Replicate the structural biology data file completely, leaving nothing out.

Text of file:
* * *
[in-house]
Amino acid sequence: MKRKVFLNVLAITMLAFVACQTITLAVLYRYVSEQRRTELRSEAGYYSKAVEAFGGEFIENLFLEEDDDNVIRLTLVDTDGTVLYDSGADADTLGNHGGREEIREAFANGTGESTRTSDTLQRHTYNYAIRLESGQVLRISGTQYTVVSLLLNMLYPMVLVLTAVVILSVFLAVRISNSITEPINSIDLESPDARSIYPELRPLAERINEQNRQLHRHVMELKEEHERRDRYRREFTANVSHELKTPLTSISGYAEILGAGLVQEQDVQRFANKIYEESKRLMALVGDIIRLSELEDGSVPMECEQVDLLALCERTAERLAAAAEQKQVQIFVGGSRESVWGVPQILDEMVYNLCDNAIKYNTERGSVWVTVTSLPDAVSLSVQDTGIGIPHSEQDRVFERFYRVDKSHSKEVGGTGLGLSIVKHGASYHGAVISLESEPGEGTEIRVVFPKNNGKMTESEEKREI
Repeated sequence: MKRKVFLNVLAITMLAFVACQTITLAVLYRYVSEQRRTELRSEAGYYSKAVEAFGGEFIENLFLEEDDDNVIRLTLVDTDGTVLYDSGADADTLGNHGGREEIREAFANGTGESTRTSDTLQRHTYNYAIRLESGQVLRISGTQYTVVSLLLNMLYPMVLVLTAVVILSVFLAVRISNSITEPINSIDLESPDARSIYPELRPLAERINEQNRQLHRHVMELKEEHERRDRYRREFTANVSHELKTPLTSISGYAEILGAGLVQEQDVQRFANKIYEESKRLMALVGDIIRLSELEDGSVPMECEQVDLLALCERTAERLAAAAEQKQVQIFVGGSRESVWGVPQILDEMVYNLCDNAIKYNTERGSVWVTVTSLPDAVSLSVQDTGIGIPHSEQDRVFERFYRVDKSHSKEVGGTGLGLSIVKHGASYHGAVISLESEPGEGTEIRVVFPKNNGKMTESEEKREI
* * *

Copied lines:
[in-house]
Amino acid sequence: MKRKVFLNVLAITMLAFVACQTITLAVLYRYVSEQRRTELRSEAGYYSKAVEAFGGEFIENLFLEEDDDNVIRLTLVDTDGTVLYDSGADADTLGNHGGREEIREAFANGTGESTRTSDTLQRHTYNYAIRLESGQVLRISGTQYTVVSLLLNMLYPMVLVLTAVVILSVFLAVRISNSITEPINSIDLESPDARSIYPELRPLAERINEQNRQLHRHVMELKEEHERRDRYRREFTANVSHELKTPLTSISGYAEILGAGLVQEQDVQRFANKIYEESKRLMALVGDIIRLSELEDGSVPMECEQVDLLALCERTAERLAAAAEQKQVQIFVGGSRESVWGVPQILDEMVYNLCDNAIKYNTERGSVWVTVTSLPDAVSLSVQDTGIGIPHSEQDRVFERFYRVDKSHSKEVGGTGLGLSIVKHGASYHGAVISLESEPGEGTEIRVVFPKNNGKMTESEEKREI
Repeated sequence: MKRKVFLNVLAITMLAFVACQTITLAVLYRYVSEQRRTELRSEAGYYSKAVEAFGGEFIENLFLEEDDDNVIRLTLVDTDGTVLYDSGADADTLGNHGGREEIREAFANGTGESTRTSDTLQRHTYNYAIRLESGQVLRISGTQYTVVSLLLNMLYPMVLVLTAVVILSVFLAVRISNSITEPINSIDLESPDARSIYPELRPLAERINEQNRQLHRHVMELKEEHERRDRYRREFTANVSHELKTPLTSISGYAEILGAGLVQEQDVQRFANKIYEESKRLMALVGDIIRLSELEDGSVPMECEQVDLLALCERTAERLAAAAEQKQVQIFVGGSRESVWGVPQILDEMVYNLCDNAIKYNTERGSVWVTVTSLPDAVSLSVQDTGIGIPHSEQDRVFERFYRVDKSHSKEVGGTGLGLSIVKHGASYHGAVISLESEPGEGTEIRVVFPKNNGKMTESEEKREI